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Amber L Beitelshees
 

Amber L Beitelshees Pharm.D., M.P.H.

Academic Title: Assistant Professor
Primary Appointment: Medicine
abeitels@medicine.umaryland.edu
Location: Howard Hall, 598A
Phone: (410) 706-0118
Fax: (410) 706-4060

Personal History:

Amber Beitelshees received her PharmD degree from the University of Florida in 2001. She then completed a residency in Pharmacy Practice at the University of Illinois Medical Center at Chicago. In 2005, Dr. Beitelshees completed her postdoctoral fellowship in Cardiovascular Pharmacogenomics and Master of Public Health degree in epidemiology. After serving on the faculty at Washington University in St. Louis School of Medicine, she returned to the University of Florida as an Assistant Professor in the Department of Pharmacy Practice. In November of 2008, Dr. Beitelshees was recruited to the University of Maryland Division of Endocrinology, Diabetes and Nutrition.

Research Interests:

My research is aimed at improving outcomes in the treatment and prevention of cardiovascular disease and diabetes. By understanding the genetic determinants of variability in drug response, we hope to optimize individuals' drug therapy more efficiently and effectively. We are particularly interested in determining how variability in genes involved in lipid and glucose metabolism can be used to predict improved safety and efficacy of the chronic medications used to treat cardiovascular disease. My lab utilizes genetic epidemiology, clinical pharmacology, and functional genomics to address these questions.

Publications:

View My Publications in Pub Med

Highlighted Publications

Cavallari LH, Fashingbauer, LA, Beitelshees AL, Groo VL, Southworth MR, Viana MAG, Williams RE, Dunlap SH. Racial differences in patients' potassium concentrations during spironolactone therapy for heart failure. Pharmacotherapy 2004;24(6):750-756.

Zineh I, Beitelshees AL, Gaedigk A, Walker JR, Pauly DF, Eberst K, Leeder JS, Phillips MS, Gelfand CA, Johnson JA. Pharmacokinetics and CYP2D6 genotypes do not predict metoprolol adverse events or efficacy in hypertension. Clin Pharmacol Ther 2004;76(6):536-44.

Zineh I, Gerhard T, Aquilante CL, Beitelshees AL, Beasley BN, Hartzema AG. Availability of pharmacogenomics-based prescribing information in drug package inserts for currently approved drugs. Pharmacogenomics J 2004;4:354-8.

Zineh I, Pebanco GD, Aquilante CL, Gerhard T, Beitelshees AL, Beasley BN, Hartzema AG. Discordance between availability of pharmacogenetic studies and pharmacogenetics-based prescribing information for the top 200 drugs. Ann of Pharmacother 2006; 40(4):639-44.

Zineh I, Aquilante CL, Langaee TY, Beitelshees AL, Arrant CB, Wessel TR, Schofield RS. CXCL5 gene polymorphisms are related to systemic concentrations and leukocyte production of epithelial neutrophil-activating peptide (ENA-78). Cytokine 2006;33(5):258-63.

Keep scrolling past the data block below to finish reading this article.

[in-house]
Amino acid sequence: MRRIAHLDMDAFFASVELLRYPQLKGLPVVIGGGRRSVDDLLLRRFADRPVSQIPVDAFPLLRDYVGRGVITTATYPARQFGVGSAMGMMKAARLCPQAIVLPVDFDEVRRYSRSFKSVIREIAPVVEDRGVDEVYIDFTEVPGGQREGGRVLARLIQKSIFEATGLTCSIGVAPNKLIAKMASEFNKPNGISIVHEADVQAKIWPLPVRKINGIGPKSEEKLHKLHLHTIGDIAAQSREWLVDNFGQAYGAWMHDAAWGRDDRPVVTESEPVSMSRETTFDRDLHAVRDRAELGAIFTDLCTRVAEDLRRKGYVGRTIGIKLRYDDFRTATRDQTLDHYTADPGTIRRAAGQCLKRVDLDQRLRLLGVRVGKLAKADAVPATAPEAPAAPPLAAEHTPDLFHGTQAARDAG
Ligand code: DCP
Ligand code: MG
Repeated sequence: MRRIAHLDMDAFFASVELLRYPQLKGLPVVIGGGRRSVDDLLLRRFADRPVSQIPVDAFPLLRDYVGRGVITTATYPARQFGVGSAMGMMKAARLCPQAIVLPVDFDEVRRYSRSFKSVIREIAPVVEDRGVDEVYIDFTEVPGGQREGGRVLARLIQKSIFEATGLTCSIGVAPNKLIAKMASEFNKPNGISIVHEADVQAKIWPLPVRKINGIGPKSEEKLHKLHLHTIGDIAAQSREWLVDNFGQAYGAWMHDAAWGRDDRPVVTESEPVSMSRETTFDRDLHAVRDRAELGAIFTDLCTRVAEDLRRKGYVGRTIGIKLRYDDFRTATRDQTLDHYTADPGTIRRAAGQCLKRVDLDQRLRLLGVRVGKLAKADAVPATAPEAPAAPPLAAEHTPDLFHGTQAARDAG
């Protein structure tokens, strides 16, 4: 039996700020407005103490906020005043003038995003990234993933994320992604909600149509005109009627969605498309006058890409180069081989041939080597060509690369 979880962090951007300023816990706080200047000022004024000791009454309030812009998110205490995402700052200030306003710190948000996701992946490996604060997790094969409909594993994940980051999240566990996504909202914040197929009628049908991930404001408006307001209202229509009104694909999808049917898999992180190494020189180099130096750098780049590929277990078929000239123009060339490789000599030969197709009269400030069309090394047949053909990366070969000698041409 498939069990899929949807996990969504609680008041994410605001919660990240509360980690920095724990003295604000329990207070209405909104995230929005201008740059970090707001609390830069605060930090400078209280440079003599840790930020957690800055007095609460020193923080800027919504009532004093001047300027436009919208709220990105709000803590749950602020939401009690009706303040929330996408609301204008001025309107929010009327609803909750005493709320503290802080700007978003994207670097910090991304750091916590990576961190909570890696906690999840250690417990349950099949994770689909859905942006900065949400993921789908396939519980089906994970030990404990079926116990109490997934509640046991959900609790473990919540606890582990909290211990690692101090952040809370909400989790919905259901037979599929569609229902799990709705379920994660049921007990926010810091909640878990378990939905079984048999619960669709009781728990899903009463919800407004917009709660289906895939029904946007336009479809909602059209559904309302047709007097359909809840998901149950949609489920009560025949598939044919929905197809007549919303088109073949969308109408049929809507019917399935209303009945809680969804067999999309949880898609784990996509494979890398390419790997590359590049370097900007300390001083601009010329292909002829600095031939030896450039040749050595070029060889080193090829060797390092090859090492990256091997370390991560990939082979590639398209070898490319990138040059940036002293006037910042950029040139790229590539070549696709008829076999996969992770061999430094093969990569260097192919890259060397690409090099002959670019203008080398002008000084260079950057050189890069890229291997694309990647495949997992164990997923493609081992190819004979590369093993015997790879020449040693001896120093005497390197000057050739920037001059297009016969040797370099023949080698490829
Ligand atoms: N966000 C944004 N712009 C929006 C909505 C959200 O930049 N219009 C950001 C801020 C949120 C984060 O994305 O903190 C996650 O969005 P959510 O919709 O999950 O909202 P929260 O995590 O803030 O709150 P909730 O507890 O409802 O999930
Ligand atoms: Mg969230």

Aquilante CL, Zineh I, Beitelshees AL, Langaee TY. Common laboratory methods in pharmacogenomic studies. Am J Health Syst Pharm 2006;63(21):2101-10.

Beitelshees AL, Zineh I, Yarandi HN, Pauly DF, Johnson JA. Discordant beta-blocker effects on clinic, ambulatory, resting, and exercise hemodynamics in patients with hypertension. Pharmacotherapy 2006;26(9):1247-54.

Beitelshees AL, Zineh I, Yarandi HN, Pauly DF, Johnson JA. Influence of phenotype and pharmacokinetics on beta-blocker drug target pharmacogenetics. Pharmacogenomics J 2006;6(3):174-8.

Beitelshees AL, McLeod HL. Applying pharmacogenomics to enhance the use of biomarkers for drug effect and drug safety. Trends Pharmacol Sci 2006;27(9):498-502.

Lobmeyer MT, Gong Y, Terra SG, Beitelshees AL, Langaee TY, Pauly DF, Scofield RS, Hamilton KK, Patterson JH, Adams KF, Hill JA, Aranda JM, Johnson JA. Synergistic polymorphisms of the beta1- and alpha2c-adrenergic receptors and the influence on left ventricular ejection fraction response to beta-blocker therapy in heart failure. Pharmacoget Genom 2007; 17(4):277-82.

Zineh I, Beitelshees AL, Haller MJ. NOS3 Polymorphisms are Associated with Arterial Stiffness in Children with Type 1 Diabetes. Diabetes Care 2007;30: 689-693.

Aquilante CL, Beitelshees AL, Zineh I. Predictors of serum matrix metalloproteinase-8 (MMP-8) concentrations in nondiabetic subjects without cardiovascular disease. Clin Chim Acta 2007;379:48-52

Gong Y, Beitelshees AL, Wessel J, Langaee TY, Schork NJ, Johnson JA. SNP discovery and haplotype analysis of BK channel beta-1 subunit. Pharmacoget Genom 2007;17(4):267-75.

Beitelshees AL, Gong Y, Schork NJ, Cooper-DeHoff RM, Langaee TY, Shriver MD, Pepine CJ, Johnson JA. KCNMB1 genotype influences response to verapamil SR and adverse outcomes in the INternational VErapamil SR/Trandolapril STudy (INVEST). Pharmacogenet Genom 2007;17(9):719-29.

Gerhard T, Gong Y, Beitelshees AL, Mao X, Lobmeyer MT, Cooper-DeHoff RM, Langaee TY, Schork NJ, Shriver MD, Pepine CJ, Johnson JA. Alpha-adducin polymorphism associated with increased risk of adverse cardiovascular outcomes: Results from INVEST-GENES. Am Heart J 2008; 156:397-404.

Zineh I, Beitelshees AL, Welder GJ, Hou W, Nasser C, Wu J, Cresci S, Province MA, Spertus JA. Epithelial neutrophil-activating peptide (ENA-78), acute coronary syndrome prognosis, and modulatory effect of statins. PLoS ONE 2008;3(9)e3117.

Johnson JA, Boerwinkle E, Zineh I, Chapman AB, Bailey KR, Cooper-DeHoff RM, Gums JG, Curry RW, Gong Y, Beitelshees AL, Schwartz GL, Turner ST. Pharmacogenomics of Antihypertensive drugs: Rationale and Design of the Pharmacogenomic evaluation of antihypertensive responses (PEAR) study. Am Heart J, in press.

Zineh I, Beitelshees AL, Silverstein JH, Haller MJ. Serum MCP-1 concentrations associate with diabetes status but not arterial stiffness in children with type 1 diabetes. Diabetes Care, in press.